Critical Art Ensemble (CAE, founded in 1987, is a collective of five tactical media artists of various specialization including computer art, film, video, photography, text art, book art, and performance. CAE’s focus has been on the exploration of the relations and intersections between art, critical theory, technology, and political activism.


Along with the exhibitions, World-Information.Org offers a series of events: expert and public meetings, presentations and an international conference.

July 5th: RTMark (USA)
“Captain Euro versus Leonardo Finance”

A performance-lecture event staged by the US-American artists group RTMark, who became famous with their fake website of the World Trade Organisation’s Summit in Seattle ( For more than five years, RTMark has been funding acts of sabotage with activist or aesthetic aims. The group succeeded in generating more than twenty acts of ‘creative subversion’ that were directed against Mattel (“Barbie Liberation Organization”), the World Trade Organization, Novartis or George W. Bush among others. In their lecture RTMark will introduce their new campaign on “Captain Euro”.

July 8th: CONSTANT vzw (BE)
“Surveillance Camera Roundtrip”

The Belgian partner CONSTANT vzw will organize a roundtrip through the city of Brussels to explore the numerous surveillance technologies implemented to control the flow of people in the city. Based on an old TV episode of the famous Columbo crime series, CONSTANT will explore the legacy of the Cold War control systems and invites the audience to join: “It has no become impossible to go out into the street in sloppy clothes, you star against your will” (CONSTANT vzw).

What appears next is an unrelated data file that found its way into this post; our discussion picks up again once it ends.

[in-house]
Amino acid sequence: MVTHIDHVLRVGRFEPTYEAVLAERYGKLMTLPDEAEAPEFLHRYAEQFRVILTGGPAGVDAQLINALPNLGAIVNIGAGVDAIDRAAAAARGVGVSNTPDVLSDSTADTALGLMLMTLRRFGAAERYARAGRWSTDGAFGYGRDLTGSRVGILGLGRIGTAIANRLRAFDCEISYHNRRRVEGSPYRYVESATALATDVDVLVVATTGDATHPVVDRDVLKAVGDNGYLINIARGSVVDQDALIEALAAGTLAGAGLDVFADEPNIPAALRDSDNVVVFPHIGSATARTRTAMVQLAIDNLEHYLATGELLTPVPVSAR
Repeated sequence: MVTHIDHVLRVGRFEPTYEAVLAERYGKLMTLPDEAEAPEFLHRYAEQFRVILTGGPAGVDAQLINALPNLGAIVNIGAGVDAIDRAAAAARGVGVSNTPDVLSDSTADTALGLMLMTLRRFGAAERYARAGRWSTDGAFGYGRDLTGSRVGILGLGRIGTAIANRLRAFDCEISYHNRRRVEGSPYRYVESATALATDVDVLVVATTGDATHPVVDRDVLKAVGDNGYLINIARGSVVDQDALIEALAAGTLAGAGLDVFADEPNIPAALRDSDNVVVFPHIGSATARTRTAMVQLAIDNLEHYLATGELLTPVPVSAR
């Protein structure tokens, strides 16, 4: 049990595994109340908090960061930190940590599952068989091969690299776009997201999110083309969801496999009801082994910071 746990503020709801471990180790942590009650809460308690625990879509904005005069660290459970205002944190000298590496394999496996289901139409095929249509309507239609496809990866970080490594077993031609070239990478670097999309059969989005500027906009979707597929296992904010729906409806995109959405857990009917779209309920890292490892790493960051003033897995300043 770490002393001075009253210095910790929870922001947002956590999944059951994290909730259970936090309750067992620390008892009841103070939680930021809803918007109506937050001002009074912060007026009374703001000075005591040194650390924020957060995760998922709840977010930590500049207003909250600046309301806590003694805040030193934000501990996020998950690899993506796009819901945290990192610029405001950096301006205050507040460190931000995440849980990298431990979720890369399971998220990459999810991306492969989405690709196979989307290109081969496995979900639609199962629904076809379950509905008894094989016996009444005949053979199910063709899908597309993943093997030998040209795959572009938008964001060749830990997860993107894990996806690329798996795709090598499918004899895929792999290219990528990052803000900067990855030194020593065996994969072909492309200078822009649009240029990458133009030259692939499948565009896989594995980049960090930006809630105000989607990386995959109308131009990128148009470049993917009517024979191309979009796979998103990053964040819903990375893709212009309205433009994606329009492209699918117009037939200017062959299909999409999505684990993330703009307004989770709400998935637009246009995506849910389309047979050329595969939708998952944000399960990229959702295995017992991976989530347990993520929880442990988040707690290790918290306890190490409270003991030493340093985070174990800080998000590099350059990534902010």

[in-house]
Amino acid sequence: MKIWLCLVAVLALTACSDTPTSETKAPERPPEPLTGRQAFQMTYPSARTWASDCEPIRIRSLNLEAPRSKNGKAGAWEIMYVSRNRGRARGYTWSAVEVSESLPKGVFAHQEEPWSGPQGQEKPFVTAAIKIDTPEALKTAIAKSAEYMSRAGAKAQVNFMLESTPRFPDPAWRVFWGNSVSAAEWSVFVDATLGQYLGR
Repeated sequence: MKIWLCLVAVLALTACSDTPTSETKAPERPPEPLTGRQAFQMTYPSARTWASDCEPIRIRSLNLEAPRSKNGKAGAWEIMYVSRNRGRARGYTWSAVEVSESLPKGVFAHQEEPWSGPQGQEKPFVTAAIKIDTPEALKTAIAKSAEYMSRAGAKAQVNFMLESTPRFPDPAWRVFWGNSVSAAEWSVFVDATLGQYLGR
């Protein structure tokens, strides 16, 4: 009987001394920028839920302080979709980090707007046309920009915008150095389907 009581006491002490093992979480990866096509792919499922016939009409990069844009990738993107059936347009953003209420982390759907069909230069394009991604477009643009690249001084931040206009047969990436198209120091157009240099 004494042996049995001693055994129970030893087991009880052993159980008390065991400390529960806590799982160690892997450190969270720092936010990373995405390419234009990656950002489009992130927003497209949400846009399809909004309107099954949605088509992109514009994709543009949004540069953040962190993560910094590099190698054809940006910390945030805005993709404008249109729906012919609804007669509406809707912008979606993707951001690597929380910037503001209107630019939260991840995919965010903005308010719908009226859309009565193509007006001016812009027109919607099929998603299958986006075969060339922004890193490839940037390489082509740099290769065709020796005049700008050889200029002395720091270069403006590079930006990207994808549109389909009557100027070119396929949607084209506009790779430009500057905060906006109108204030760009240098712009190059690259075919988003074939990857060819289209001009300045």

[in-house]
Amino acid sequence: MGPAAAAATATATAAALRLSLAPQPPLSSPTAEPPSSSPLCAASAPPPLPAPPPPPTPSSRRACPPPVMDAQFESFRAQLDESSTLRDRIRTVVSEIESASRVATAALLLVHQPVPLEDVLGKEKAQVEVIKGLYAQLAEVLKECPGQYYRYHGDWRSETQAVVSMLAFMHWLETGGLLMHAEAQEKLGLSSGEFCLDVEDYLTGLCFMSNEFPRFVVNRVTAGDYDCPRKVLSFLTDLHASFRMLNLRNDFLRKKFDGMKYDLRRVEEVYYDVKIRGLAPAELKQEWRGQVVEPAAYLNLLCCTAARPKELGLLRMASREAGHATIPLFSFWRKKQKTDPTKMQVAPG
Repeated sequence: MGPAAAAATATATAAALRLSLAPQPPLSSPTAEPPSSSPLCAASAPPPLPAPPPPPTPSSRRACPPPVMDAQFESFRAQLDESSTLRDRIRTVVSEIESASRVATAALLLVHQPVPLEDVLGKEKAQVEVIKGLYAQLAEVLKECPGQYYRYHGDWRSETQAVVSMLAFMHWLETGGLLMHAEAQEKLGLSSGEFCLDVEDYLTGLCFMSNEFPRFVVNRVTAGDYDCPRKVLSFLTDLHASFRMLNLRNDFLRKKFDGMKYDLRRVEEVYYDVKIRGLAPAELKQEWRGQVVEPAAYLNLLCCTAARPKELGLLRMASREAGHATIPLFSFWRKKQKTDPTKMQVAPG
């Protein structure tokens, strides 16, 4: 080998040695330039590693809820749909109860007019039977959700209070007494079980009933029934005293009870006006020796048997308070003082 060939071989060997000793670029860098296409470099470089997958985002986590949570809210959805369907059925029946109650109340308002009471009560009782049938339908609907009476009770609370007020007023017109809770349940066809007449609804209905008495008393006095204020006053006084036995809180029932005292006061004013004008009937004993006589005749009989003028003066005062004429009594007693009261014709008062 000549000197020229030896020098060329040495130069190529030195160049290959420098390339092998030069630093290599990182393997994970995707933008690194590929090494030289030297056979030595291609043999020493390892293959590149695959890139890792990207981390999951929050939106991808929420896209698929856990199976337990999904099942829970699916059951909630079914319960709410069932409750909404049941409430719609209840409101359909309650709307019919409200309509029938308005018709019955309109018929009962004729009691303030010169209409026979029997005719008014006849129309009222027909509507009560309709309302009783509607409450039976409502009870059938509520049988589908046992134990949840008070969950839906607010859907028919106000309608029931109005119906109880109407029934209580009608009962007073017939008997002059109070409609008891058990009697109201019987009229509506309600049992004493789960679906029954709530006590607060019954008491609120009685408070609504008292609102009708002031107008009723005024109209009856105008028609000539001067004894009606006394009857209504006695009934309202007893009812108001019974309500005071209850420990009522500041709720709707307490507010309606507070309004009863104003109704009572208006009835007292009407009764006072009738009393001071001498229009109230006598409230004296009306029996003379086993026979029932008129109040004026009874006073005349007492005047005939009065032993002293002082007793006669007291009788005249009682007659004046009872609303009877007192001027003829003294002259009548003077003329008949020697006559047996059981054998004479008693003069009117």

July 2nd: Hugh Daniels (USA)
“Secure Wide Area Network Protocols, Problems, Solutions, Implementations”

July 18th: Marko Peljhan (SLO)
“Independent Satellite Development: Policy, Design & Construction, Launch Issues”

In the framework of Marko Peljhan’s Makrolab platform in the exhibition, various guest speakers will present their work in the fields of independent media work: covering issues of satellite & space communications and privacy & data-protection among others, these two events are targeted at the interested community of artists and IT specialists.


The central conference being World InfoCon on July 13th and 14th at the Centre Brussels 2000: Artists, experts, intelligence agents, scientists and politicians gather to discuss the issues of digital ecology, future culture heritage and media economy.

Well-known experts such as Cees J. Hamelink (NL, University of Amsterdam, author of various UNESCO reports on communication), Steve Wright (UK, Control Technologies Omega Foundation), Edward S. Herman (US, University of Pennsylvania), Simon Davies (UK, Privacy.Org) or Saskia Sassen (famous media theoretician, US & UK, LSE) will take part in this major conference.

World InfoCon:
July 13th, 10 a.m. – 1 p.m. and 3 – 6 p.m. July 14th, 10 a.m. – 2 p.m.

World InfoCon – Workshops and Seminars with the World InfoCon-participants:
July 15th, 11 a.m. – 9 p.m.
Centre Brussels 2000, Rue de l’écuyer 50 Schildknaapstraat, B-1000 Bruxelles / Brussel

For detailed and update information on the World InfoCon issues, participants, lectures and dates please visit our website – - or look them up in the World-Information.Org “Magazine”.


The World-Information.Org team wishes to express its thankfulness for the kind support of the following Corporate Sponsors, Partners & Institutions:

BRUSSELS 2000 – European City of Culture for the year 2000 Corporate Sponsors
// Platinum Sponsor
// Supporting Sponsors
City of Vienna – Department for Cultural Affairs
City of Vienna – Department for Planning and Future Developments
Austrian Federal Chancellery – Department for the Arts
Cinema Nova
European Cultural Foundation
Heinz Nixdorf Museums
Forum Paderborn
Kender Thijssen
Independent Media Center Belgium
FreeSpech Internet Television
De Balie
European Cultural Backbone – ECB
Technisches Museum Wien
National Museum of American History – Smithsonian Institute
Public Information Research
Iridium Communications Germany
Media Partners
De Standaard
Der Standard
Radio 1